An early July air attack by Israel on a stockpile of Syrian cruise missiles missed a couple of the weapons, which means the Bashar Assad regime likely still retains some ability to threaten U.S. and Israeli warships that might seek to intervene in the ongoing civil war, the New York Times reported on Wednesday.
The airstrike on the Russian-manufactured Yakhont antiship missiles was carried out on July 5 against a Syrian military warehouse not far from Latakia. U.S. intelligence researchers have determined that some portion of the weapons had been taken off of their launchers and withdrawn from the depot prior to the strike.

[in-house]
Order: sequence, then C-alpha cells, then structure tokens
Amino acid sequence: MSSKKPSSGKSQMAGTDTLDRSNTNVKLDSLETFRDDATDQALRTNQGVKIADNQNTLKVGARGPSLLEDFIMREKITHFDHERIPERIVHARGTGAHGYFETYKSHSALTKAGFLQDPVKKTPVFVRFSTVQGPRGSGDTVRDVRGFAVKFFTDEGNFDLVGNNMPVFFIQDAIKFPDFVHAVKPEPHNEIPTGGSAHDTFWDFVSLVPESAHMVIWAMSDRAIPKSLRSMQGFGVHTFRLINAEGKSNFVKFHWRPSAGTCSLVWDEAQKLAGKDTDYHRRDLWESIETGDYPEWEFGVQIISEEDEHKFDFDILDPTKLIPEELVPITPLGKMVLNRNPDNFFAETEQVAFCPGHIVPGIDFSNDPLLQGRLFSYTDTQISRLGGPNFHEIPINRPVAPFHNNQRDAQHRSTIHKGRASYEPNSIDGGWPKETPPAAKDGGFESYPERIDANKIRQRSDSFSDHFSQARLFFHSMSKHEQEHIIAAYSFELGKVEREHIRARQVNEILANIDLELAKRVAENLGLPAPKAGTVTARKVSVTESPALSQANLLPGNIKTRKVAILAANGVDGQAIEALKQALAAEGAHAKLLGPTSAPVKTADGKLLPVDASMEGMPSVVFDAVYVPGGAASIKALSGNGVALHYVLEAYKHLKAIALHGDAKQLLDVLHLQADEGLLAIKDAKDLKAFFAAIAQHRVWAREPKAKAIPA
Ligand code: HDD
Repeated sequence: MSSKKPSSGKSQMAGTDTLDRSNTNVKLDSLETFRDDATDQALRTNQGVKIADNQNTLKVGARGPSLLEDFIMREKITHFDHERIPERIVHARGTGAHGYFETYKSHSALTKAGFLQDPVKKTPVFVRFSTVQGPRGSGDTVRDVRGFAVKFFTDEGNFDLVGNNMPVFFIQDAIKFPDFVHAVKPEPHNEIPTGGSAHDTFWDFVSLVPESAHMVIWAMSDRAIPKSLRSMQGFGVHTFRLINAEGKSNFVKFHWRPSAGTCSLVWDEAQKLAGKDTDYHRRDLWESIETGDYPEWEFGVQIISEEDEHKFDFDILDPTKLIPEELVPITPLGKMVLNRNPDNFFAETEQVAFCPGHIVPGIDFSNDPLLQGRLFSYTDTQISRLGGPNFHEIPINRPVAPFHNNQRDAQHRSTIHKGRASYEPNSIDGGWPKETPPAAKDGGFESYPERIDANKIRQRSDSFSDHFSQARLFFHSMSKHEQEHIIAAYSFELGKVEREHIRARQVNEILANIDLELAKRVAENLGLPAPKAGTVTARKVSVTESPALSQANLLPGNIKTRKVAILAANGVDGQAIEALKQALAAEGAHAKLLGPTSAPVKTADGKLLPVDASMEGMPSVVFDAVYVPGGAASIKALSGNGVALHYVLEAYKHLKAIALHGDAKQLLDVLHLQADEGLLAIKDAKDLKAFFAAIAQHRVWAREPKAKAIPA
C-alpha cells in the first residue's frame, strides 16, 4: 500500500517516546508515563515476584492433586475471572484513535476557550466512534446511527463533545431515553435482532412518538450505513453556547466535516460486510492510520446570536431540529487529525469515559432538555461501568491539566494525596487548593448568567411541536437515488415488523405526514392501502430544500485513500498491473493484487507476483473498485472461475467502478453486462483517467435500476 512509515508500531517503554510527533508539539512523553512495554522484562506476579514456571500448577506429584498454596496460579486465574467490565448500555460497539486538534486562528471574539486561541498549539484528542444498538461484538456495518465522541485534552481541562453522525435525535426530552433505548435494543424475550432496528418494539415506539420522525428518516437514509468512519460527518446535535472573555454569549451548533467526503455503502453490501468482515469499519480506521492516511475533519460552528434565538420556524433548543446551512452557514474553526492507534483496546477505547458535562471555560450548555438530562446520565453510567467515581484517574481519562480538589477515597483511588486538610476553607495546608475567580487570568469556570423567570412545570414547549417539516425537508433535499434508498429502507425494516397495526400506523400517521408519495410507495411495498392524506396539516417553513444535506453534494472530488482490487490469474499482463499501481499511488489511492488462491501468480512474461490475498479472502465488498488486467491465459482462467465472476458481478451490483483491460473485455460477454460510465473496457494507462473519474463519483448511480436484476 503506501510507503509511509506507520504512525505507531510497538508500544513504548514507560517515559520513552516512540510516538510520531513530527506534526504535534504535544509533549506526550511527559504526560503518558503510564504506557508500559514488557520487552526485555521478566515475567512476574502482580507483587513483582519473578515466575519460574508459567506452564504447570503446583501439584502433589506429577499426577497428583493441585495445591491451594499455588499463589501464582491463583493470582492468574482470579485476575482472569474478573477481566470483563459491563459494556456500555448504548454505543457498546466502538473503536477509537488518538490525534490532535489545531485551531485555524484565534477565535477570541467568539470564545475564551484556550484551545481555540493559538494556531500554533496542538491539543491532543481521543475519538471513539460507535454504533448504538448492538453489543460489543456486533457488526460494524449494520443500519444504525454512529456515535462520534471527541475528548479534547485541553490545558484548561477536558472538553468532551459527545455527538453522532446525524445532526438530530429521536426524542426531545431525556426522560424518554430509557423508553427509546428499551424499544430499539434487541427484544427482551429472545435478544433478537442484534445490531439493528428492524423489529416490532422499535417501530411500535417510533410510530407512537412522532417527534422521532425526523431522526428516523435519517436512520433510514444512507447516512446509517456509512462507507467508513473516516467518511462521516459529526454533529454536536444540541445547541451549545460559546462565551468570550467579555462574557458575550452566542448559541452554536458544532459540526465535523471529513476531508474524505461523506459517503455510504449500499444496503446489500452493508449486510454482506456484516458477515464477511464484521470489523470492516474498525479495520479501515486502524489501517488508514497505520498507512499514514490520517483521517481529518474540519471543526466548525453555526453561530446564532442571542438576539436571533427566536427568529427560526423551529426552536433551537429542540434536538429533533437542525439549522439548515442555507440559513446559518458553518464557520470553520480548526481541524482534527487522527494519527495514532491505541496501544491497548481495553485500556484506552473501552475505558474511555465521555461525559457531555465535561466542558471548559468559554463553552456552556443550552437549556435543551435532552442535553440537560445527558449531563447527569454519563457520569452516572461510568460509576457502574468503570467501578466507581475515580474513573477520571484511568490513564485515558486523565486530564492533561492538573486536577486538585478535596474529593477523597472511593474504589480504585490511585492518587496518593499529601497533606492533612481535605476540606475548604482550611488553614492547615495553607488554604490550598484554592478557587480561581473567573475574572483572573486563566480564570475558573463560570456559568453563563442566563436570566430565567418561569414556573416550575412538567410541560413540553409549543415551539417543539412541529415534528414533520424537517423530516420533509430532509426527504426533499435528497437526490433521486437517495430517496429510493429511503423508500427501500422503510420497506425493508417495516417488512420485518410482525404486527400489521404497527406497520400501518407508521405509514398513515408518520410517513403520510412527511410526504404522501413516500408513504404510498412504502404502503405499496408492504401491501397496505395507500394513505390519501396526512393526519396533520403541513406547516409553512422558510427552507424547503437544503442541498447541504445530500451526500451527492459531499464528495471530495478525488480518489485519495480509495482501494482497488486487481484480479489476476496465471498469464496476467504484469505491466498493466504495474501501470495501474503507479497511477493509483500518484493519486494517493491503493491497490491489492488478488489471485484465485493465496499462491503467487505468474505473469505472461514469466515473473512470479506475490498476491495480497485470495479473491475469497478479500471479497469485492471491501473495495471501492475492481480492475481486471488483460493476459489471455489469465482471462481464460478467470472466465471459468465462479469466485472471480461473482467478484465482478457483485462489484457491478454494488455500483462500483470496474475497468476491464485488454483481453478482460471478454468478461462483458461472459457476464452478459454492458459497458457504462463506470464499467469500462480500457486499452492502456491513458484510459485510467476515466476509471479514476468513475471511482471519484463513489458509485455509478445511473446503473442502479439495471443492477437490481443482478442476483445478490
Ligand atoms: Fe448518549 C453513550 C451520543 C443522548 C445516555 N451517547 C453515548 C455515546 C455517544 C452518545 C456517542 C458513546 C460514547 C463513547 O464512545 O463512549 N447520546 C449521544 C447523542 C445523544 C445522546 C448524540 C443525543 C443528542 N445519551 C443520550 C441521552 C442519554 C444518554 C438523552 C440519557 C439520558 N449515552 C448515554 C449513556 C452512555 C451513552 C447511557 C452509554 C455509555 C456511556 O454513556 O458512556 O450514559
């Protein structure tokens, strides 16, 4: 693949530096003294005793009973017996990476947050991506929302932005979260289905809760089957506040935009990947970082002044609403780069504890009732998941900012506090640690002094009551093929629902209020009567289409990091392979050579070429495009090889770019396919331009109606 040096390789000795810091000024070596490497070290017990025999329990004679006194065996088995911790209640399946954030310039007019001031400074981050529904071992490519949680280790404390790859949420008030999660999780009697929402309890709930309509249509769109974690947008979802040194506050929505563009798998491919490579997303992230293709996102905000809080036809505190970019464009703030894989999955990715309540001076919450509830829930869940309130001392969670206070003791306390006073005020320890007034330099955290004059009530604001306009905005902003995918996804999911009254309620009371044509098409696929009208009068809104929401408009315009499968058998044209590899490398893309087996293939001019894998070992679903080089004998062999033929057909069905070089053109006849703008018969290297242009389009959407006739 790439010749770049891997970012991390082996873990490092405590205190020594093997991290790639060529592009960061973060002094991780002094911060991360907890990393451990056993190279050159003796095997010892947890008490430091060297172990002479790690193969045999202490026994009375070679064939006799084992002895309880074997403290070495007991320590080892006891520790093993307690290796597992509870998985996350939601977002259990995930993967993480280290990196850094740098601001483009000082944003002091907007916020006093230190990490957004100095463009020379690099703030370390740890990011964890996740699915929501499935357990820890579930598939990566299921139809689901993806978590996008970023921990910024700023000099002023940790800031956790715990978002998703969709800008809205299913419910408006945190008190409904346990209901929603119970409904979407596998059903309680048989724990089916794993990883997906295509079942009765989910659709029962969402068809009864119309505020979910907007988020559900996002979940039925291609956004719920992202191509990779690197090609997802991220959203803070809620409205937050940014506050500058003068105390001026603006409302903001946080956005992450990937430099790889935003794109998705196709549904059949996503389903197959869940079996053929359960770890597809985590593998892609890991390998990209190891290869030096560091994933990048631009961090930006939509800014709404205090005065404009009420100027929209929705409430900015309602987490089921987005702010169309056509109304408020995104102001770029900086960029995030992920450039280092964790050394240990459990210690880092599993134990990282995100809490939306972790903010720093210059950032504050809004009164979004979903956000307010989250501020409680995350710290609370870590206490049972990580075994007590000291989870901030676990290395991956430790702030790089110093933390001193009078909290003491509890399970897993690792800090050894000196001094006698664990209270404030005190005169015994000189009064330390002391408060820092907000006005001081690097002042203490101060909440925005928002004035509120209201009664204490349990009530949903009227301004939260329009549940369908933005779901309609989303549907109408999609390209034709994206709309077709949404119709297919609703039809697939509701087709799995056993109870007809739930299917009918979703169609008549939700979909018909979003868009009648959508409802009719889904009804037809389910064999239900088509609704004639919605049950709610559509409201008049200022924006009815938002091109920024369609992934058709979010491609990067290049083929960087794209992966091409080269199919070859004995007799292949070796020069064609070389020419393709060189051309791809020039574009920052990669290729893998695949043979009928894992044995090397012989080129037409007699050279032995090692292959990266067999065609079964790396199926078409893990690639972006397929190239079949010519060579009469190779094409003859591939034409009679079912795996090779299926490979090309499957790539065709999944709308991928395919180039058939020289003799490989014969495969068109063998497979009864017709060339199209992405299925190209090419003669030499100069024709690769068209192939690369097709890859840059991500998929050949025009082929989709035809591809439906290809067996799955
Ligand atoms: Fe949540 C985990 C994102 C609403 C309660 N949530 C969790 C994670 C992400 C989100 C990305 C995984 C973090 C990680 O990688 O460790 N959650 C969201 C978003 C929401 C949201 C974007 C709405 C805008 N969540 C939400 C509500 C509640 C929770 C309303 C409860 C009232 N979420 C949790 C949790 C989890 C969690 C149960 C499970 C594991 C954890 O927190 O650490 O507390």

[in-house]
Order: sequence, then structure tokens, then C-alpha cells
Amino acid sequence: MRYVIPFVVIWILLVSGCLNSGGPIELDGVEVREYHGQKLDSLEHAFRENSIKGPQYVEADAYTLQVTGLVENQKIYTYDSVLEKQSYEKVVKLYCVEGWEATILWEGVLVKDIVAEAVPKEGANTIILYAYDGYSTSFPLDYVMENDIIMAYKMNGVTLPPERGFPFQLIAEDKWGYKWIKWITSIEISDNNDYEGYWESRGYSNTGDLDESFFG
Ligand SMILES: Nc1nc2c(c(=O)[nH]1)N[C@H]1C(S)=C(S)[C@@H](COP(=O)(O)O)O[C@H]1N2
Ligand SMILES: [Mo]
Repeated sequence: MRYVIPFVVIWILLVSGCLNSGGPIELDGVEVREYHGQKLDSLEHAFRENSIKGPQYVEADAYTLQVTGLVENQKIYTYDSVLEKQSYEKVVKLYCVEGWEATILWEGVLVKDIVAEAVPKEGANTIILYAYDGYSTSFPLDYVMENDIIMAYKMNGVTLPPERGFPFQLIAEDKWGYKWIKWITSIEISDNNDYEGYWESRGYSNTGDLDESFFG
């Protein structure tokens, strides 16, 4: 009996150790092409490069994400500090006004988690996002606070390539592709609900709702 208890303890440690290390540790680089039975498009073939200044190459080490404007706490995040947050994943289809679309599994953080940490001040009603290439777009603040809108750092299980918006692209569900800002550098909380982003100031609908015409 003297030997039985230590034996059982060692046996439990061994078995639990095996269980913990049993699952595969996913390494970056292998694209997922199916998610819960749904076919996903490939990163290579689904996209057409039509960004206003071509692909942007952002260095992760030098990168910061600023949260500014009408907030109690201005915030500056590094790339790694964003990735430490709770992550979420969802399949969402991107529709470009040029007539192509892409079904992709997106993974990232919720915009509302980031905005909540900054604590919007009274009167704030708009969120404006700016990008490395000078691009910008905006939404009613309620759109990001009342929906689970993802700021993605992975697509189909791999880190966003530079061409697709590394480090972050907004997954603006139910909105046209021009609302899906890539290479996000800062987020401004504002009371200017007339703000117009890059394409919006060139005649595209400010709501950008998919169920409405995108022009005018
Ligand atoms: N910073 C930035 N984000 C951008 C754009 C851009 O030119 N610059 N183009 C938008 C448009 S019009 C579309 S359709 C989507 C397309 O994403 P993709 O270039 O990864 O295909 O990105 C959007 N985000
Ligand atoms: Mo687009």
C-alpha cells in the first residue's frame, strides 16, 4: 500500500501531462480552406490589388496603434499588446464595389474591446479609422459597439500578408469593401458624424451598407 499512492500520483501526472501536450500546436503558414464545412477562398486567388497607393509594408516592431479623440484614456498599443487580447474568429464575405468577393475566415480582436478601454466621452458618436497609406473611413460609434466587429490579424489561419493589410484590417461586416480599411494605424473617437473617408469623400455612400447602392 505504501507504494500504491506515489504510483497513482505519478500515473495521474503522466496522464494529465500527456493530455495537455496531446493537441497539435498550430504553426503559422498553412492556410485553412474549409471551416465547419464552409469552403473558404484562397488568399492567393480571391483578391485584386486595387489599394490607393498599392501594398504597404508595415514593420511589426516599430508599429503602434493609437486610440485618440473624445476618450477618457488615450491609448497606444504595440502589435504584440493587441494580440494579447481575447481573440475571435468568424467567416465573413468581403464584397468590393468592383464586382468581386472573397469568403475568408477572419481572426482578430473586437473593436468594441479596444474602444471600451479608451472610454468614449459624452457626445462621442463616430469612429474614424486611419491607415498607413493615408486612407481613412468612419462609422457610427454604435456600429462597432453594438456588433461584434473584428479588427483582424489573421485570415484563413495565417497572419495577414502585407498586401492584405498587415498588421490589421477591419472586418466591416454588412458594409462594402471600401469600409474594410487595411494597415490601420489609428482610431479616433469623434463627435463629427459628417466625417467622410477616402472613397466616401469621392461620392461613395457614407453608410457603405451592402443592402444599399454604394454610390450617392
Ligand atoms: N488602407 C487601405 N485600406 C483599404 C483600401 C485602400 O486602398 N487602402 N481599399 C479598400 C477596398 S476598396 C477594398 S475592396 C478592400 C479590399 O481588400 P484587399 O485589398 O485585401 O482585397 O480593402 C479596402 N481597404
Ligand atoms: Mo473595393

Damascus attempted to conceal the fact that not all of the Yakhonts had been destroyed by igniting the missiles' supporting machinery at the warehouse to give the illusion of a catastrophic strike, U.S. intelligence found.
This article was published in Global Security Newswire, which is produced independently by National Journal Group under contract with the Nuclear Threat Initiative. NTI is a nonprofit, nonpartisan group working to reduce global threats from nuclear, biological, and chemical weapons.